Avail 20% discount on updated CA lectures for Dec 21 .Use Code RESULT20 !! Call : 088803-20003

ICICI

Share on Facebook

Share on Twitter

Share on LinkedIn

Share on Email

Share More


Introduction

Many frauds or corrupt practices or swindling of public money have come to public notice because of the effective use of Right to information Act by some of the social activists. It is felt that sharing of knowledge of this act will be in the interests of every citizens and society in general. An attempt is made to convey in a simple manner the rights available under the Act and procedure to be followed to seek information. Proper use of the rights will instill a fear in the minds of public officers who misuse their position and indulge in corruption

ACT and its applicability

The Right to information Act or RTI Act came into force on 15th June 2005 and some of the sections came into force at a later date i.e 12th October 2005 and the act is applicable to all states except state of Jammu and Kashmir

Scheme of the Act:

The whole act is divided into 6 chapters. Chapter-1 deals with definitions. Chapter II deals with rights of citizens and obligations of public authorities. Chapter III and IV cover the constitution of Chief information commission and state information commission, Chapter V deals with powers and functions of the Information Commissions, appeals and penalties. Final Chapter VI deals with miscellaneous matters

Important definitions

To understand the provisions of the Act and use it very effectively, we must understand the definitions more particularly the definition of words   “right”, “information” and “public authority” and other provisions in general.

Information

The definition of information helps us to understand what information we can seek from a public authority. The definition covers almost all forms of information. As per section 2(f), information means any material in any form including records, documents, memos, e-mails, opinions, advices, press releases, circulars, orders, logbooks, contracts, reports, papers, samples, models, data material held in any electronic form and information relating to any private body which can be accessed by a public authority under any other law for the time being in force.

Right

Another important definition is the word “right” u/s 2 (j).The word right has been defined to include a right to inspect works, documents, records, to take notes, extracts or certified copies of documents or records, take samples of material and obtain information in form of printouts, diskettes, floppies, taped, video cassettes or in any other electronic mode through printouts

Record

Record includes any document, file, manuscript, microfilm, facsimile copy of document, any material produced by computer {Sec2(i)}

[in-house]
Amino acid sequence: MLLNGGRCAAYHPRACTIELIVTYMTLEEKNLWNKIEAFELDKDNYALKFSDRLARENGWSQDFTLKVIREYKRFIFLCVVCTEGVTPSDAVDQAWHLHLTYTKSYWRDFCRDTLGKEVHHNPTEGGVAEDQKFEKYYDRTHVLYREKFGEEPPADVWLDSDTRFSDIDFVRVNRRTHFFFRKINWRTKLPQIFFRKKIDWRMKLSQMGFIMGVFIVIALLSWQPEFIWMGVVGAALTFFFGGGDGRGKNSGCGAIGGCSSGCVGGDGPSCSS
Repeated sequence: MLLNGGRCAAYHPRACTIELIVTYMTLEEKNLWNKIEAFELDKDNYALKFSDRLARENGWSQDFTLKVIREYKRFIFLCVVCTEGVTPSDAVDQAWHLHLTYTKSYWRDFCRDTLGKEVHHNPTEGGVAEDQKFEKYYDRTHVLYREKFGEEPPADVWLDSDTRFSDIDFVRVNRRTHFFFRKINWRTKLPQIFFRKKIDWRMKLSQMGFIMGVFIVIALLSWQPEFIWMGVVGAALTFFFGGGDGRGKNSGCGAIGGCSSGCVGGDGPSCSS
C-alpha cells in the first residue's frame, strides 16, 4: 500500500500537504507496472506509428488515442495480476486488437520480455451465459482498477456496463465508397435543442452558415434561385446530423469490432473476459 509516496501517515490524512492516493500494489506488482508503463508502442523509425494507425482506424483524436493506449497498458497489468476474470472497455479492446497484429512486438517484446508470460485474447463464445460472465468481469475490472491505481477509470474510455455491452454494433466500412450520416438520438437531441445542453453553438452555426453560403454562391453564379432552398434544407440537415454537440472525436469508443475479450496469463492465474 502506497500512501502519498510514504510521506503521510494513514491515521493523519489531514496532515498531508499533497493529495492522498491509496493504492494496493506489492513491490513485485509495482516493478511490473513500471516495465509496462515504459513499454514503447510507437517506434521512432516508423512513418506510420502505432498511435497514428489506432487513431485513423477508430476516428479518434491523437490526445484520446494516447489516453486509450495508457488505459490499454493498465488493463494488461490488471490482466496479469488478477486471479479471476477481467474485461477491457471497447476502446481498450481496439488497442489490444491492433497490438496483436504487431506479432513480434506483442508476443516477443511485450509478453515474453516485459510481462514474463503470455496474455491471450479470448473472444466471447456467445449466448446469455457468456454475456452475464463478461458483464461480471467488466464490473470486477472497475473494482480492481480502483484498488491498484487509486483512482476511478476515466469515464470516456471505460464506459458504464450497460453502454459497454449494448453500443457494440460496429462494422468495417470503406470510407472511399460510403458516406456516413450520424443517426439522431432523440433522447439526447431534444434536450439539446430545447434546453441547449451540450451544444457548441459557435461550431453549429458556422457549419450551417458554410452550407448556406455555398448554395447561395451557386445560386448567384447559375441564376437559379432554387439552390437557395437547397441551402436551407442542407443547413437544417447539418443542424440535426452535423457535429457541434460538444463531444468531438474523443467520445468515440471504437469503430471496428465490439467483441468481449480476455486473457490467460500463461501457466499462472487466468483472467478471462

Public authority

It is very important to note that this right under the Act can be used only in any body or institution created by any law of the Parliament, State legislature, owned, controlled or substantially financed by the Government. It covers even non-Government organization substantially financed directly or indirectly by the appropriate Government. Such right is not available against any private bodies or institutions. Most of the times people mistake unaided educational institutions or which are not financed as public authorities {Sec2 (h)}

 

As per section 4 of the Act, imposes a legal obligation on each public authority to maintain all its records duly catalogued and indexed to facilitate every citizen, right to inspect and seek of information. It has to display full particulars of the organization information in its websites and also by other means of communication including categories of documents held by it or under its control, budget allocated to it plans and amounts spent.

 

Role of Public information officers(PIOs)

PIOs are officers designated by the public authorities in all administrative units or offices under it to provide information to the citizens requesting for information under the Act.  Functions of CIC and SIC

Central information commission (CIC) and State information commissions (SIC) are constituted under the act to look into the complaints of applicants against the PIOs and redress the complaints of citizens. They have the power of civil courts to summon witnesses and take evidence like civil courts.

 

Procedure for seeking information

As per Section 6, every citizen who desires information from public authority has to make an application in writing or through electronic means (e-mail/fax) in English/Hindi/the official language of the area to the PIO, mentioning the particulars of the information sought by him. The applicant need not give any reasons/propose /justification for seeking such information but has to pay such fees as may be prescribed. However citizens who are below poverty line are exempted from making payment of fee. Format is given at the end.

Time limit for providing information:

The PIO within 30 days from the date of application has to provide the information to applicant. If information sought relates to life and liberty of a person, the information has to be provided within 48 hrs of the request. If the interests of a third party are involved then time limit will be 40 days.   If PIO fails to give the information within the specified time, it will be deemed to be a refusal to give such information. And the applicant may seek remedy by an appeal.

Grounds of rejection

PIO can refuse to give information, if the information is exempted  u/s 8 or if it infringes the copy right of any person other than the state.

 

What is exempt information?